Adaptogenic herbs vary in action and adapt to you and your current state of being.
Nutrition, along with movement, water and sleep are the pillars of optimal wellbeing.
Eating whole, nutrient-rich foods provides our bodies with optimal Vitamin C, B vitamins, magnesium, zinc and beneficial bacteria so we’re able to utilise our nutrients and convert them into energy.
Processed food contains no nutrients and in order to produce hormones, create new cells, repair and build new tissue, have a functioning immune system, sleep soundly – we need nutrients. And these nutrients come from real food.
Like the step on stimulants, take inventory of your food intake – where is your food coming from- the fertile nutrient-rich ground or processed packaging?
Additionally, low iron, low thyroid and high inflammation contribute and can exacerbate fatigue and adrenal burnout. These can be assessed via a blood test to see where further support may be needed.
It’s all well and good to add in and integrate the previous recommendations but if you’re not removing the fire – there’s still going to be smoke.
In this analogy, the fire is the stressors in your life and the smoke is your wellbeing and symptoms.
Excessive stressors are plenty and it might take a minute to even consciously recognise the stressors that aren’t serving you and just contributing to your stress fire.
Some to think about;
This step can be confronting at first. We may need to have some uncomfortable conversations with ourselves.
Take some time for self-reflection, re-assess your choices, recognise any self-sabotaging behaviours, ask for help and get outside of your comfort zone.
This might be the most important step out of the seven.
Not only is it necessary to remove these stressors in your life. It’s also incredibly beneficial to your health and wellbeing and health, in the immediate present and the future.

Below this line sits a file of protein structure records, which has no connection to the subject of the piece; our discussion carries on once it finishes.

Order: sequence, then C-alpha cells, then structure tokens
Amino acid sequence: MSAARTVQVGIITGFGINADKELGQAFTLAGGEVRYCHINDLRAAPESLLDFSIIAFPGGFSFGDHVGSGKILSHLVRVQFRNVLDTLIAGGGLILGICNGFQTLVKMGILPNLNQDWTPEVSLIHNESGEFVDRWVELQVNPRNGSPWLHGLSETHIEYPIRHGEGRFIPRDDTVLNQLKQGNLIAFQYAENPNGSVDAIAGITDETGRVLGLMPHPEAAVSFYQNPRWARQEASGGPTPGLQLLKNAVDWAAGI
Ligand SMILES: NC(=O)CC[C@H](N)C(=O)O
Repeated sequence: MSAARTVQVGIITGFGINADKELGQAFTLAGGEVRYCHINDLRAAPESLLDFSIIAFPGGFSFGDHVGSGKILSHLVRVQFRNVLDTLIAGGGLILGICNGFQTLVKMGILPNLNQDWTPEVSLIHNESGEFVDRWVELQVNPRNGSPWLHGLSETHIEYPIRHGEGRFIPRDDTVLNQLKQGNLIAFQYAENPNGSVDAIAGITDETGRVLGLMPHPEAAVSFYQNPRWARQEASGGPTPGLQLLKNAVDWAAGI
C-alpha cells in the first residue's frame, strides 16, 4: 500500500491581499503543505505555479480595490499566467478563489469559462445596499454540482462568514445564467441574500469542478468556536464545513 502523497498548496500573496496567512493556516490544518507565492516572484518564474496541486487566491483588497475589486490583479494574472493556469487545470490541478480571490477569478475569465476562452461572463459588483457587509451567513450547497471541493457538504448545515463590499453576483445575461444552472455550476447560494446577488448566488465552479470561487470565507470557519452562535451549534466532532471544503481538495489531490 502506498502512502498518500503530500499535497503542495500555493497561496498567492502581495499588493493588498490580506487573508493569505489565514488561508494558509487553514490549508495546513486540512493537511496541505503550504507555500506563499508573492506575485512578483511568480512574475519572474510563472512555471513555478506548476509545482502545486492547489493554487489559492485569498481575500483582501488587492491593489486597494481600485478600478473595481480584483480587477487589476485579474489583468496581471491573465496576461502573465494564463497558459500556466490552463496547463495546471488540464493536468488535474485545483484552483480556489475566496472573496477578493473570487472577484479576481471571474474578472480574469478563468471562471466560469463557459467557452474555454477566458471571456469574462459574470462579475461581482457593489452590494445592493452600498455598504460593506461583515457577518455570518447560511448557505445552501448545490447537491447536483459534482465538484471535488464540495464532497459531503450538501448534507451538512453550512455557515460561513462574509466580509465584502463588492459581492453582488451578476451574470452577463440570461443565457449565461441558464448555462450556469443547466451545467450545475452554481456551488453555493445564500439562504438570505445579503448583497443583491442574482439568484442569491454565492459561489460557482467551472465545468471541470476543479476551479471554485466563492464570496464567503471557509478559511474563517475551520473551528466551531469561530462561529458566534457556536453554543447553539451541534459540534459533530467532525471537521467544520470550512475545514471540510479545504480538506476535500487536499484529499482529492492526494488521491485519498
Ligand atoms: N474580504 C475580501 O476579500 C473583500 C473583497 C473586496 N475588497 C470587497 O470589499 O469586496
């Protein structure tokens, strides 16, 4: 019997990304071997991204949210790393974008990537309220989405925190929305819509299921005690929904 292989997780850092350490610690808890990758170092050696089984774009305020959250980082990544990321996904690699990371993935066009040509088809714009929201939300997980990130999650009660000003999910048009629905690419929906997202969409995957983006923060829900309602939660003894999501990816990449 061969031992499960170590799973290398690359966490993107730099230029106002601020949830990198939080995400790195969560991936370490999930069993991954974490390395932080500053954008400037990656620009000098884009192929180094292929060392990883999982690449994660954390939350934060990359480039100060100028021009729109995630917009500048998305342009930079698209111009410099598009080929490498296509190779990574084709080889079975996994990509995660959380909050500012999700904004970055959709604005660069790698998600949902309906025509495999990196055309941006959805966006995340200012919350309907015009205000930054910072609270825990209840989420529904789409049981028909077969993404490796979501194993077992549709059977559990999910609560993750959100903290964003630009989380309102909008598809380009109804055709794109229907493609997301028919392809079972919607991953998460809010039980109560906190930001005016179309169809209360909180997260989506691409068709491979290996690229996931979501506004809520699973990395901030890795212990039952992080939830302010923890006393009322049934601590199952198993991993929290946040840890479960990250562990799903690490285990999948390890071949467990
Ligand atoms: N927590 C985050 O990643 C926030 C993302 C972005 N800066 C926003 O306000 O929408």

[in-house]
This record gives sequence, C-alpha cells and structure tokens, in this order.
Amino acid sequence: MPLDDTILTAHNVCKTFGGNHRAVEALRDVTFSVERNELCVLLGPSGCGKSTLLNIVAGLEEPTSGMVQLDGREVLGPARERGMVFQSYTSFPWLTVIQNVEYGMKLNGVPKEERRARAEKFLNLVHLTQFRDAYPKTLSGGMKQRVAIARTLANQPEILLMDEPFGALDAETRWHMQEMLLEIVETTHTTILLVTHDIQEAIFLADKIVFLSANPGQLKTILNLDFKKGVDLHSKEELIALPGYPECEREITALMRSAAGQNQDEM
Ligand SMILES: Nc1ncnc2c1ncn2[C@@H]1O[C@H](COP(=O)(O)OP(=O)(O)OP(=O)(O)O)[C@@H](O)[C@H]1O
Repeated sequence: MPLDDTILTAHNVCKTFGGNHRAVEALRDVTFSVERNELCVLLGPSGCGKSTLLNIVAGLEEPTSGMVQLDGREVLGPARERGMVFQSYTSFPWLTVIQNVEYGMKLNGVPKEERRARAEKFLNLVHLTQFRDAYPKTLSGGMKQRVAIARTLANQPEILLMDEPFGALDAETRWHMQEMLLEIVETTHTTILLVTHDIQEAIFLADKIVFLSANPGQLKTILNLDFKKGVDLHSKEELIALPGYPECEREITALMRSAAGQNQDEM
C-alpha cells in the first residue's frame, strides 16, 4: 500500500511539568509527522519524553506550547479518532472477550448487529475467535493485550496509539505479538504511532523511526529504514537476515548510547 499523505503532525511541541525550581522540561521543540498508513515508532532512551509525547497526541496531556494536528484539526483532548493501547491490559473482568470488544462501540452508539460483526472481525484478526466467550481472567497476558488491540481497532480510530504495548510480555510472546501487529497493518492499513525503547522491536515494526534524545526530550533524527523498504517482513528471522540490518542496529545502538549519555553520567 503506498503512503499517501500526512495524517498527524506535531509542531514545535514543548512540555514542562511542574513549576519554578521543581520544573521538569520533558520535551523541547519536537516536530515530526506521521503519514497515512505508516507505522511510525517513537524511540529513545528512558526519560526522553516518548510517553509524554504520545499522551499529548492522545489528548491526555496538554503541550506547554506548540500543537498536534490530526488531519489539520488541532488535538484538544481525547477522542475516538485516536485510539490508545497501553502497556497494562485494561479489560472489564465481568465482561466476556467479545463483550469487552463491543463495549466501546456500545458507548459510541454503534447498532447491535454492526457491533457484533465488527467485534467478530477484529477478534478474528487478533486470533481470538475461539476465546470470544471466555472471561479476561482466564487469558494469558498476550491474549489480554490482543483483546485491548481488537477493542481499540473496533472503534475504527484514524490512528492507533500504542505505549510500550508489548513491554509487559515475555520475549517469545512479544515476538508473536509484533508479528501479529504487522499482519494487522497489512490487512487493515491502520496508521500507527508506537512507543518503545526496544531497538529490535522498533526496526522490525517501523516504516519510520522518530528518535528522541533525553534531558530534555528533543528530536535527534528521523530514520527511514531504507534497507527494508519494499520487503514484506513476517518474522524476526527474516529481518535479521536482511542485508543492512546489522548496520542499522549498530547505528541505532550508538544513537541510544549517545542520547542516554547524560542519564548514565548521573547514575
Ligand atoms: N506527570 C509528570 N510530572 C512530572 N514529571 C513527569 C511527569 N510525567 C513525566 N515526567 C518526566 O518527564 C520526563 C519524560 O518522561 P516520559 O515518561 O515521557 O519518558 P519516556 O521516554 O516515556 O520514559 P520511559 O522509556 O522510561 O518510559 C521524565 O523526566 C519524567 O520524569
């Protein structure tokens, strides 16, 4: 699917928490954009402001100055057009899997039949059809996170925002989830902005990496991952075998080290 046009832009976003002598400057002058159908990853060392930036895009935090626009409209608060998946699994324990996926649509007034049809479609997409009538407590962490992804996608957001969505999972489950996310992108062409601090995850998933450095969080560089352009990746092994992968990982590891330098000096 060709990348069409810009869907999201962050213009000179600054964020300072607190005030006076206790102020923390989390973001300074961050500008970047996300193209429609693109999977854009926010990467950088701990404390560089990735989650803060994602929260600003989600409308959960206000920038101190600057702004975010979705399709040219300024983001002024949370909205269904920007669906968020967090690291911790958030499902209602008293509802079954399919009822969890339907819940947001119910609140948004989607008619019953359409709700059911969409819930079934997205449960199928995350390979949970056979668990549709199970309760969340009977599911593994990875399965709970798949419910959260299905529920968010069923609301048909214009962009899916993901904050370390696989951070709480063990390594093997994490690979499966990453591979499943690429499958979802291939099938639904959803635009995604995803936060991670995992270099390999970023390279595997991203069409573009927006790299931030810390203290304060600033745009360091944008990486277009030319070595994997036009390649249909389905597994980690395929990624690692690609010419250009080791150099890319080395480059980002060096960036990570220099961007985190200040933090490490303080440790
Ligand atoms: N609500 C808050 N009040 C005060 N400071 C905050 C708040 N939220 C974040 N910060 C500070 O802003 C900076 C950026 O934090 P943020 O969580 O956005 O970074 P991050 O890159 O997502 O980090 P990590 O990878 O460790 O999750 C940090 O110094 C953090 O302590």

Reducing or removing them from your life will alleviate the amount of pressure on you and your body.
Shifting your attitude can also help reduce and remove the stressors in your life, stop leaking Jing and enable you to work on replenishing your Jing.
For example, instead of being frustrated that you’re stuck in traffic, flip the perspective and see it as an opportunity for you to recoup:
Make the space and invite positive awesomeness into your life instead of complaining and being frustrated.
One thing I do, is if I’m stuck in traffic, or get red lights, or my flights delayed, whatever it is that I could get stressed about–I say, that I wasn’t meant to get that green light or I’m not meant to arrive at that time because of whatever larger-than-me forces that exist outside of ourselves.
This simple technique of “letting go” of the present situation allows you to not be emotionally charged (which is Jing leaking), energetically exhausted and frustrated entering a situation, not your optimal self.
Time is all we have so try practising using those periods of time to fill yourself up – be mind-full.
So much is going on around us at all times and it's difficult to catch a break and take time out for you.
My advice is to find that sweet spot that keeps you in perpetual productivity because we don’t want any fire at all – no drive, no passion, no desire. But we also don’t want that fire spilling over, burning everything we love.
Consciously insert these 7 practices into your every day or weekly life.
Put them in your calendar and make them part of your routine, so that you’re consistently restoring your Jing, replenishing your energy and ability to achieve and experience all that you want to.
Baby steps are key.
Integrate a new practice over time. It’s going to be scary, it's going to be new, but this gets you out of your current “human doing” and nudges you into the “human being”. As Hazma says; you want to “burn bright, not out.” (10, 14)
Eliza is a health, mindset and abundance enthusiast obsessed with helping millennial's experience living at a higher level.
Her relaxed new age approach and understanding of nutrition and wellness sees her empowering and coaching individuals to understand that their health is the ultimate asset. Upon experiencing first hand the power and place of tonic herbalism and medicinal mushrooms in everyday life, Eliza’s become an adaptogen fangirl and feels their utilisation in today’s world is essential for abundance and wellbeing.